A Mead-Cooley Merger

Norbert Wiley

Research output: Contribution to journalArticlepeer-review


Since Cooley was unable to fight back when Mead wrote his highly negative obituary, this is a defense of Cooley. Mead accused Cooley of solipsism, which I show to be a misreading. Mead also criticized Cooley for defining the self as self-feeling, as opposed to Mead's reflexivity, two ideas which actually imply each other. Cooley scooped Mead by a good decade with the ideas of role-taking and inner speech, debts which Mead did not mention. I also show that Mead did not really explain the origin of the self, either phylogenetically (in the species) or ontogenetically (in the infant). I speculate about these two issues. Mead was a great genius, but, like everyone, he had his limits. And fairness requires that Cooley be rehabilitated. The ideas of the two thinkers are actually remarkably alike, so much so that a merger seems a reasonable idea.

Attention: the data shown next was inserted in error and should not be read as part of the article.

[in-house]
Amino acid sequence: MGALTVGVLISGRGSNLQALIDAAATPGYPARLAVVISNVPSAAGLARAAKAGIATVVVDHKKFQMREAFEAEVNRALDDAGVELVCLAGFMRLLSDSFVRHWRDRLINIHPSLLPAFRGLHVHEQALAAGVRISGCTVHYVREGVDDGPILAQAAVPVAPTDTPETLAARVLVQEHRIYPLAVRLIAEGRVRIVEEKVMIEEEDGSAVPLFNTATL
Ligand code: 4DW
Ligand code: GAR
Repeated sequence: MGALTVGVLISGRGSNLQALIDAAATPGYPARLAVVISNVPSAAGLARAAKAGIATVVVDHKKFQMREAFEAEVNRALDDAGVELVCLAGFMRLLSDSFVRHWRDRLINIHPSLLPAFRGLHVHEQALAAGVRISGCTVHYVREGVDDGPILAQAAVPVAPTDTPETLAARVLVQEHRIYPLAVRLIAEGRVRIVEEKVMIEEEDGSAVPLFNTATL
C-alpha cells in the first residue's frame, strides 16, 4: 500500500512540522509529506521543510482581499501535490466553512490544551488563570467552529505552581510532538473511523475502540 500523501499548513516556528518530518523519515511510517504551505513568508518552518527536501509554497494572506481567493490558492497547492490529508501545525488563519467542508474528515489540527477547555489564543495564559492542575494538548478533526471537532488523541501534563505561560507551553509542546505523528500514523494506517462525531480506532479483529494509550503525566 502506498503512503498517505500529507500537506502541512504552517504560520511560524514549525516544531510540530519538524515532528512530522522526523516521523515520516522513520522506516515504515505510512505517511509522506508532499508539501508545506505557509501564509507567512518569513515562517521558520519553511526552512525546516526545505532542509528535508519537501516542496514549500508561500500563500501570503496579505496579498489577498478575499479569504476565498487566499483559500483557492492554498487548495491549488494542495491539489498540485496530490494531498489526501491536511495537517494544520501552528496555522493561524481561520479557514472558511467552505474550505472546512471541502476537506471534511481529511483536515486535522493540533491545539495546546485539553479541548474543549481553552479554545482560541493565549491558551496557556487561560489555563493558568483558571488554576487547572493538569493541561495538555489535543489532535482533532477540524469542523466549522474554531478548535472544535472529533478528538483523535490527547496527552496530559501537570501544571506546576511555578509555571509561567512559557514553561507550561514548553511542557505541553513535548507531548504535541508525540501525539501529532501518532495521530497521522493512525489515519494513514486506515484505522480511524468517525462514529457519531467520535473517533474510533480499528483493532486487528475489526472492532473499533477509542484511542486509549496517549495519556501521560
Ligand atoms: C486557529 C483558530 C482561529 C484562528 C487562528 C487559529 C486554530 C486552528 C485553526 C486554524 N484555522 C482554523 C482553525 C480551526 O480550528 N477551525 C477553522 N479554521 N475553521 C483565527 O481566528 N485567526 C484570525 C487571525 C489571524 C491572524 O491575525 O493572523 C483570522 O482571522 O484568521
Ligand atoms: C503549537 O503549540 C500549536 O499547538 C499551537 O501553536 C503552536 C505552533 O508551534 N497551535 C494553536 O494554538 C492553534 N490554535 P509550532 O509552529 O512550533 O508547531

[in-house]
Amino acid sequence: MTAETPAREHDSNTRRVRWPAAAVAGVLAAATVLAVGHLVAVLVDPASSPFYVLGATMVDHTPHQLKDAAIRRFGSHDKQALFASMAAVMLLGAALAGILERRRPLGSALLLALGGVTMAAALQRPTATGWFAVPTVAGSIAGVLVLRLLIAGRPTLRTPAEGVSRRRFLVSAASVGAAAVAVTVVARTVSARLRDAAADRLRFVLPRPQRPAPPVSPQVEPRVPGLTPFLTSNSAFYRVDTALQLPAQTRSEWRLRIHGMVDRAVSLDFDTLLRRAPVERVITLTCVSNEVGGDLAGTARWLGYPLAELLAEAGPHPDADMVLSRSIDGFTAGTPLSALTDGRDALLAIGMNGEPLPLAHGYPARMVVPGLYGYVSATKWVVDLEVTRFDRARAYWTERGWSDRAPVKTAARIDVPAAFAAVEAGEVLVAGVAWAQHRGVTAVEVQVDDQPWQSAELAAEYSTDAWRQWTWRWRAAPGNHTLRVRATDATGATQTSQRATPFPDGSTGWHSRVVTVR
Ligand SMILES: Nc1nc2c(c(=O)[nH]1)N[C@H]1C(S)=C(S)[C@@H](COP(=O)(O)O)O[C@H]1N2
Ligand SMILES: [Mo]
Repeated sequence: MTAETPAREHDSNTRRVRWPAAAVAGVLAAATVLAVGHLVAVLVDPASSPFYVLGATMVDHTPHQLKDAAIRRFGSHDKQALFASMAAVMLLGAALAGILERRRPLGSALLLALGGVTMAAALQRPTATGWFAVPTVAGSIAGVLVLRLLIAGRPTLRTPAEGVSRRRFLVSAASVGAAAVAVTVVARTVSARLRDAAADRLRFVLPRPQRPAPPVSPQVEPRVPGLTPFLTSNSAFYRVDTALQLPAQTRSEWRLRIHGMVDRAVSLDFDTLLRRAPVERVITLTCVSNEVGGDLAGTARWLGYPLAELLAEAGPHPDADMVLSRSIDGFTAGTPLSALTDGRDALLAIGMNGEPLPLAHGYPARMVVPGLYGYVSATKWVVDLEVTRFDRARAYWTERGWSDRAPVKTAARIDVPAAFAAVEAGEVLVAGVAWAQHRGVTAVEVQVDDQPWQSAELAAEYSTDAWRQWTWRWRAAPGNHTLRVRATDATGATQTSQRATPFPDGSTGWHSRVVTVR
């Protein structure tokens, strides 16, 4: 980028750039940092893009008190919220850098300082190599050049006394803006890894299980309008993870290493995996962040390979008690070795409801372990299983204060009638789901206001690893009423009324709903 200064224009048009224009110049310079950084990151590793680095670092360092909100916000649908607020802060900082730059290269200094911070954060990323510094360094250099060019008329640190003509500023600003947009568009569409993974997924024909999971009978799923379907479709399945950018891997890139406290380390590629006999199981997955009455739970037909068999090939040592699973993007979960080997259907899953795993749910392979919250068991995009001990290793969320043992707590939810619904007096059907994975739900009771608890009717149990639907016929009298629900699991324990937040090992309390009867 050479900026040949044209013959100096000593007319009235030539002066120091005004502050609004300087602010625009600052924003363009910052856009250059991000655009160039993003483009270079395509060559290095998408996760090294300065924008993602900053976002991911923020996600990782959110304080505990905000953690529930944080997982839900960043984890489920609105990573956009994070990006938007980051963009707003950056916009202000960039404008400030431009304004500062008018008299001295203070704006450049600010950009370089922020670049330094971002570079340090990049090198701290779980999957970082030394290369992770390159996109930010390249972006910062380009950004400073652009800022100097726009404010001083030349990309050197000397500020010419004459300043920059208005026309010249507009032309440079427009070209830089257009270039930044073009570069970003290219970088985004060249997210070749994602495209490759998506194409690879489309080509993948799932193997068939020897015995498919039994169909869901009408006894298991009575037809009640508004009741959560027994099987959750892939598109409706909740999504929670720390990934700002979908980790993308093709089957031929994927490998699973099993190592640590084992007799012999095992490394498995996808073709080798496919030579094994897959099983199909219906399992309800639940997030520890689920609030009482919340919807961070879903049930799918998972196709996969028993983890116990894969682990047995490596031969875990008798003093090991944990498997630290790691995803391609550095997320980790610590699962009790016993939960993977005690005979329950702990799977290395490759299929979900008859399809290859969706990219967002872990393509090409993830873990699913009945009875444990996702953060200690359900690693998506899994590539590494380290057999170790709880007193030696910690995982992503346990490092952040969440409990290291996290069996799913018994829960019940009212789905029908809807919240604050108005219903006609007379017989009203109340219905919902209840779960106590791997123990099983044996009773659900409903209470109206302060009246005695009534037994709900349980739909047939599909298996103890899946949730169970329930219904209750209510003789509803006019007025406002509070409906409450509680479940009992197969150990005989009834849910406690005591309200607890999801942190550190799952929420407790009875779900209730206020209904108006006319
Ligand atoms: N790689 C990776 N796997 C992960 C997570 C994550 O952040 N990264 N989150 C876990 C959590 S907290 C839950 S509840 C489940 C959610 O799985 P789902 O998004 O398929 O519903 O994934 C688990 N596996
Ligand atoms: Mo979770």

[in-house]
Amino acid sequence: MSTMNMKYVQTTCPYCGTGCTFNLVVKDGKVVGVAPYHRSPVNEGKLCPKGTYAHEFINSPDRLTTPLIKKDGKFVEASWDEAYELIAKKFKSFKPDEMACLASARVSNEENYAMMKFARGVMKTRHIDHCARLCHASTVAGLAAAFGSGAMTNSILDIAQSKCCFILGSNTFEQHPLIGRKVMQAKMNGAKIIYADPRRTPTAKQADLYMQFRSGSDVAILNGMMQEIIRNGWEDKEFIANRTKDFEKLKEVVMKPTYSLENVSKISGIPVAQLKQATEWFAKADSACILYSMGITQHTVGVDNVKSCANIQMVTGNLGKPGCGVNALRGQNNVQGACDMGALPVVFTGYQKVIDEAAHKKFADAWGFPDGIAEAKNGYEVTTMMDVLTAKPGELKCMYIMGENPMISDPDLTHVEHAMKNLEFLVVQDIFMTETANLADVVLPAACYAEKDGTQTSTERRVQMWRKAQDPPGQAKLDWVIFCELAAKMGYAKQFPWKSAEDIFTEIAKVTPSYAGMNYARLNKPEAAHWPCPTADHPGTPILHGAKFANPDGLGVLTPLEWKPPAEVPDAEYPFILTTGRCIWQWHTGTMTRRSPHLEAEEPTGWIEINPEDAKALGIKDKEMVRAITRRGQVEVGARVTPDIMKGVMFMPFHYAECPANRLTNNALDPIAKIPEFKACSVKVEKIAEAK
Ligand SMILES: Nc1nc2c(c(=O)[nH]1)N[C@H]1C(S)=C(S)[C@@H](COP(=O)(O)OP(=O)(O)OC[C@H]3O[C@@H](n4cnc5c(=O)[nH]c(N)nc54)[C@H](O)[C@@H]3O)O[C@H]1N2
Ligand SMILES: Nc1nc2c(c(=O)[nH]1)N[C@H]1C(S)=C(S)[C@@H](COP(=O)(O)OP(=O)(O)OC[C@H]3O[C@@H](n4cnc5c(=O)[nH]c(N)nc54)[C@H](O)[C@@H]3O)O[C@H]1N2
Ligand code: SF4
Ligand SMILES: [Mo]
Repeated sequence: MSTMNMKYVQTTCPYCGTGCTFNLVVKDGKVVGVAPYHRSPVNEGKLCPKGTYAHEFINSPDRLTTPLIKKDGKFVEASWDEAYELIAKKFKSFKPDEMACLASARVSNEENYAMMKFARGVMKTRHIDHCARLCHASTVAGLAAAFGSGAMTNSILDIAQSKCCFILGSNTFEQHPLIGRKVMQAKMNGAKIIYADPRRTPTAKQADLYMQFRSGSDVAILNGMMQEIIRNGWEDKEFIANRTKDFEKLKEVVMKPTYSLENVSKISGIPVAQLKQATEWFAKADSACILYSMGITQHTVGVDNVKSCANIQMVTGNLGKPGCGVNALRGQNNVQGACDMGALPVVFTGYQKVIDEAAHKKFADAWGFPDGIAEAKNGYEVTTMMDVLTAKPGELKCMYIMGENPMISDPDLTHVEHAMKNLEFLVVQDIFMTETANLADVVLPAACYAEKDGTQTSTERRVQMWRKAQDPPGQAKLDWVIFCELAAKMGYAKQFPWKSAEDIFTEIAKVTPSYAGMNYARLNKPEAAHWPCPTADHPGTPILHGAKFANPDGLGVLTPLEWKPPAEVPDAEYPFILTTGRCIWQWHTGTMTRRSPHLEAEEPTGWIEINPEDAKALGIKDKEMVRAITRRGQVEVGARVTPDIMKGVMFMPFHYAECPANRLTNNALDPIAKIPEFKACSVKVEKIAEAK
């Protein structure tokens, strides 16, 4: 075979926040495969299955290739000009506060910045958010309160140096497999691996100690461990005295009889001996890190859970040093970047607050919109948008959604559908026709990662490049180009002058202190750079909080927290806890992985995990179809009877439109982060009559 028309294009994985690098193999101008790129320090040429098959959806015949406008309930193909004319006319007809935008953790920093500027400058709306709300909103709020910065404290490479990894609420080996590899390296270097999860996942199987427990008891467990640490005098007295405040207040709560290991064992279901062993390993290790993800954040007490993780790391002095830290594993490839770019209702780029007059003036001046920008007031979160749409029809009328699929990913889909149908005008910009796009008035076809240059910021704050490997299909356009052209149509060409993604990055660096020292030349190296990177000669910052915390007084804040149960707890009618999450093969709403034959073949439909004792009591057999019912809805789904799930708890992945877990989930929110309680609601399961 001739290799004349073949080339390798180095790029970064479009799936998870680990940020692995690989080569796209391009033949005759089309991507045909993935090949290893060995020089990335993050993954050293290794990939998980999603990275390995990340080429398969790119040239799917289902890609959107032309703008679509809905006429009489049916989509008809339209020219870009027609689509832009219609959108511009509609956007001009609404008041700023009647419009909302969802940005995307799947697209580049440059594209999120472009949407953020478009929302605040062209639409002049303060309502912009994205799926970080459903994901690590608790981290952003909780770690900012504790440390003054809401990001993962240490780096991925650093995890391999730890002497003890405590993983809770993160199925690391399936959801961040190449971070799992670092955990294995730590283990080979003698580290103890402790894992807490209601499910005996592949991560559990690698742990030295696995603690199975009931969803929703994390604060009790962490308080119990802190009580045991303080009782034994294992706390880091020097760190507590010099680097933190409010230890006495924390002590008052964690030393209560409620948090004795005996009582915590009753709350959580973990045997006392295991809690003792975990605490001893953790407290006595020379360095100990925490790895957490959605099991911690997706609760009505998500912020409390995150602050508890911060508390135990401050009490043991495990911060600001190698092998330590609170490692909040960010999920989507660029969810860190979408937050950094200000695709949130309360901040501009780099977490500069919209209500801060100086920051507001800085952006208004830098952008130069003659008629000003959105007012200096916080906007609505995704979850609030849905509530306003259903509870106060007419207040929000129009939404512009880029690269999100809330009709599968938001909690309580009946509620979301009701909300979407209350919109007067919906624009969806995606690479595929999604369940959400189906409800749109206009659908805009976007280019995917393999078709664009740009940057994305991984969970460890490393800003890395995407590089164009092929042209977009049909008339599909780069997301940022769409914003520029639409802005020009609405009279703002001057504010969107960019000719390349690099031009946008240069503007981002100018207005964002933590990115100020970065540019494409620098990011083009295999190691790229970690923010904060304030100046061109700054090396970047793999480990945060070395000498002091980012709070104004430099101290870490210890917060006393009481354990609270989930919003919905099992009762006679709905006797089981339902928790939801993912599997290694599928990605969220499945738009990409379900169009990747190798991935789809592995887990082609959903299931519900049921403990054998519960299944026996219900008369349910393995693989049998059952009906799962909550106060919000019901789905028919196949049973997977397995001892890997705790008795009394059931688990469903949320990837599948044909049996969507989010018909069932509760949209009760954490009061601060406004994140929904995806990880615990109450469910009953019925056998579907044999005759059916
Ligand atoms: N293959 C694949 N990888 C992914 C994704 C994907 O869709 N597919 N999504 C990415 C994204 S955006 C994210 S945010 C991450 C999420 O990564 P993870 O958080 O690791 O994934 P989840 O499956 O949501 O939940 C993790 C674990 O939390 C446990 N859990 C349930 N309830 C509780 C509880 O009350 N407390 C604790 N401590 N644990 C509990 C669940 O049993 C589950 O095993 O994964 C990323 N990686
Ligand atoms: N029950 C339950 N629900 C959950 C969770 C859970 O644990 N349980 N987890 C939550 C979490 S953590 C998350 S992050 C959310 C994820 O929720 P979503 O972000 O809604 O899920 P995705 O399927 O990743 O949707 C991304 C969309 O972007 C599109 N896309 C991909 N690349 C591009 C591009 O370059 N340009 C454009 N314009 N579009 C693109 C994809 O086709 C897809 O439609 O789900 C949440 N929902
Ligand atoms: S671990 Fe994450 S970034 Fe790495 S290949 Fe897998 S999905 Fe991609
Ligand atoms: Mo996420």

Original languageEnglish (US)
Pages (from-to)168-186
Number of pages19
JournalAmerican Sociologist
Issue number2
StatePublished - Sep 2011


  • Charles Horton Cooley
  • Charles Sanders Peirce
  • George Herbert Mead
  • inner speech
  • mirroring
  • role-taking
  • self

ASJC Scopus subject areas

  • Social Sciences (miscellaneous)
  • Sociology and Political Science


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